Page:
The iconic US retail brand Sears filed for Chapter 11 protection this week to keep its business afloat, arguing that with some restructuring and less debt, its business could, perhaps, be turned around. Few observers think that’s now possible.

In fact, as the New York Times notes, the turnaround plan appears to be the same one Sears has been trying for years – close loss-making stores, sell off real estate and borrow more money from the company’s chairman, Edward S. Lampert.

What is missing from the plan, though, is vision.

As Alan Treadgold, a retail expert at PA Consulting told the Times, “You exit the stores that are not viable. You manage the debt. But it still leaves the fundamental question: What is the purpose of Sears?”

It’s all too easy to blame Amazon as the killer of Sears, as many observers are doing. And, while it’s true Amazon has revolutionised the retail space and redrawn customers’ expectations, it’s not the whole story behind Sears’ demise, as reports.

A string of dud management decisions helped, too; but mostly it was inaction in the face of a rapidly evolving retail sector, a lack of investment, and a focus on cost-cutting rather than improving revenue that were key reasons for the brand’s downfall.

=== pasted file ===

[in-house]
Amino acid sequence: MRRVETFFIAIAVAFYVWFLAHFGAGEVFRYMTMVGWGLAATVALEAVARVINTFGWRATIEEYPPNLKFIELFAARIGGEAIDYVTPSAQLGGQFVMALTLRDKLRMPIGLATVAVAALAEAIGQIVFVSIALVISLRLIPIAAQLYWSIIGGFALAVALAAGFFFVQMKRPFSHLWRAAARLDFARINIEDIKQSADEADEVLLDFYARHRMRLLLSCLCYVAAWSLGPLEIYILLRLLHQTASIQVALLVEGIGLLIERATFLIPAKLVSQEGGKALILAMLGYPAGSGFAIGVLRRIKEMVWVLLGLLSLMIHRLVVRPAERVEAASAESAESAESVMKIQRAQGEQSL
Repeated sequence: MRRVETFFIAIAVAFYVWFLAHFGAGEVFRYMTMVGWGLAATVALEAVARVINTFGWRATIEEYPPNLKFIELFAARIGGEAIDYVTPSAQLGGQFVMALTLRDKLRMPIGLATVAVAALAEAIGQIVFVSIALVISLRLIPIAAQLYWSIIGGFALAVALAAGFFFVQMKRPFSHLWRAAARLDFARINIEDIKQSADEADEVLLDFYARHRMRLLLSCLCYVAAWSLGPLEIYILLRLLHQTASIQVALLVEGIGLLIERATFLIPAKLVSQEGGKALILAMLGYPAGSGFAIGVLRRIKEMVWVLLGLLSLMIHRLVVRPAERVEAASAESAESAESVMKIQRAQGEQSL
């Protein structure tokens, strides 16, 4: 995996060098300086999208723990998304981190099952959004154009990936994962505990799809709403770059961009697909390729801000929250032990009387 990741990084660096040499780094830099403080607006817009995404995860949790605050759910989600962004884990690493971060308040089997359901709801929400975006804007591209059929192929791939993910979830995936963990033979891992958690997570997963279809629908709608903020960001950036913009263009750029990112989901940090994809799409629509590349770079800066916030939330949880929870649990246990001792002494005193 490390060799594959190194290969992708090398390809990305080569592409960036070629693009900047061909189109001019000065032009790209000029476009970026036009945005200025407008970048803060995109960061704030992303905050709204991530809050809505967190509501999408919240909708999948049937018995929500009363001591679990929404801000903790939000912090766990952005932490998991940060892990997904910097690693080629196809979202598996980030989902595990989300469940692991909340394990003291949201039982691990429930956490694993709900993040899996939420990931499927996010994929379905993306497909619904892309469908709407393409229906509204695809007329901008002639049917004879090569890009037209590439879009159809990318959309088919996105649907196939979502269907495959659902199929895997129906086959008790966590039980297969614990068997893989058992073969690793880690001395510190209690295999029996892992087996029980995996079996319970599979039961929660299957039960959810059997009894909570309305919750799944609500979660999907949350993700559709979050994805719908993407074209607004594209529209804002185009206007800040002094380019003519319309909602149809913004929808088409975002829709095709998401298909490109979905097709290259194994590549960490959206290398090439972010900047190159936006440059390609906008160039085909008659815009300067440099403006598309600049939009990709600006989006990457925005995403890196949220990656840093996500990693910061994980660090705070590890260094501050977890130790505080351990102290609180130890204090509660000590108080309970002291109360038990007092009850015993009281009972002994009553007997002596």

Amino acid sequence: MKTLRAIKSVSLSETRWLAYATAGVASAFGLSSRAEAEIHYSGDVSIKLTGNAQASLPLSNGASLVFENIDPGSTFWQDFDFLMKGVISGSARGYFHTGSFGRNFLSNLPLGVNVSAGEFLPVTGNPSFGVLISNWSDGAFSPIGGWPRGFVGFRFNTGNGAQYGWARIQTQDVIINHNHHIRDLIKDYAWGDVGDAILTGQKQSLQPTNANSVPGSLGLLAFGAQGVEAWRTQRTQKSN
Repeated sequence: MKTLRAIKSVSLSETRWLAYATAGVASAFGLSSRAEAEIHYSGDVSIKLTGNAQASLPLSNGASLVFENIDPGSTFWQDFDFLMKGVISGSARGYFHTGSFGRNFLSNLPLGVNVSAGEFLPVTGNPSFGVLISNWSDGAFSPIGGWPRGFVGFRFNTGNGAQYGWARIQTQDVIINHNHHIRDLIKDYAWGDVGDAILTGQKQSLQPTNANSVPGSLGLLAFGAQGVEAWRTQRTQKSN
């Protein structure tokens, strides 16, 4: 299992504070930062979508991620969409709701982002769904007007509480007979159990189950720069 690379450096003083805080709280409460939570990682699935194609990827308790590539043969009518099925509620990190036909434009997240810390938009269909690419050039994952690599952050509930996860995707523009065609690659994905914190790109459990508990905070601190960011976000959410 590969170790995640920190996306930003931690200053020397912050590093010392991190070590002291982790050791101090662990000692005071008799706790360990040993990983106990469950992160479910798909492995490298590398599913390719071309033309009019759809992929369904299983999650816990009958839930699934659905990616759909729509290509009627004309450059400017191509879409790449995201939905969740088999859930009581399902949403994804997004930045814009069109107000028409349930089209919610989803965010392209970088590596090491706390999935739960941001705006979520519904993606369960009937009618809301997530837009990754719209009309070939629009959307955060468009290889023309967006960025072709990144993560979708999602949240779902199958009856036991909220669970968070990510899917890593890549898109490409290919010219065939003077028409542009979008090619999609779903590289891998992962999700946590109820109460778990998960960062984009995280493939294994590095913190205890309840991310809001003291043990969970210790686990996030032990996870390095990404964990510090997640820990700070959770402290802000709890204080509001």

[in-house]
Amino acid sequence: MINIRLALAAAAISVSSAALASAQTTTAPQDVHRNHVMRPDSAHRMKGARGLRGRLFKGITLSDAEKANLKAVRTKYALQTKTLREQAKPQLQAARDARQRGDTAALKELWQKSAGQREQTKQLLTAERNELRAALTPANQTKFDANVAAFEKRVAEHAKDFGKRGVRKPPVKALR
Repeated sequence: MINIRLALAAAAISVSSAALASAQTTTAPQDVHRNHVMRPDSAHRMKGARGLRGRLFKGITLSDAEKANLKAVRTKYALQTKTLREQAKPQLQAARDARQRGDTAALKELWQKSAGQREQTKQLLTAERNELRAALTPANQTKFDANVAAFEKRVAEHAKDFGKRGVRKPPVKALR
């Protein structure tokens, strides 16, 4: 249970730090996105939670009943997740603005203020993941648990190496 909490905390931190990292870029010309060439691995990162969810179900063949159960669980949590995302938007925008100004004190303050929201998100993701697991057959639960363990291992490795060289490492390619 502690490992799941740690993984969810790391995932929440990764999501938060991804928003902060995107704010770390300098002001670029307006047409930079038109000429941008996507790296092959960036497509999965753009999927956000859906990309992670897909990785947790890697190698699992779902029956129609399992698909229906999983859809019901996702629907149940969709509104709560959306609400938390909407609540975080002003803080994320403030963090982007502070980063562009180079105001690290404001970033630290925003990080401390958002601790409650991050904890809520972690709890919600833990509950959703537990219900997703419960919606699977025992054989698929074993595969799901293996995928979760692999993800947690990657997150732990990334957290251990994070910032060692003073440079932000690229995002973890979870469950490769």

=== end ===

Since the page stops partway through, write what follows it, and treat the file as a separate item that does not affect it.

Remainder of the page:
In 2005, Sears had 2% of all US retail sales. It now accounts for less than 0.3%, according to the research firm Customer Growth Partners.

Steven Dennis, the CEO of retail consultancy SageBerry and former VP of corporate strategy at Sears, said that while other retailers like Walmart, Amazon and Target invested heavily in exclusive merchandise and private-label brands, Sears was writing off assets.

Failure to leverage the company’s online potential was another grave error, especially for a former catalogue company, which put Sears in a strong position to formulate data-driven strategies.

 “The reality is that it never focused enough on the evolving needs of the modern customer,” Mary Beth Keelty, CMO at the agency PMX told Digiday.

“Companies that focus relentlessly on the customer are the ones that are thriving today. As opposed to taking a step back to assess the strategic changes that needed to happen around how to engage their existing and targeted customer base, the brand ultimately chose to make operational and financial modifications.”

Sourced from the New York Times, Digiday; additional content by WARC staff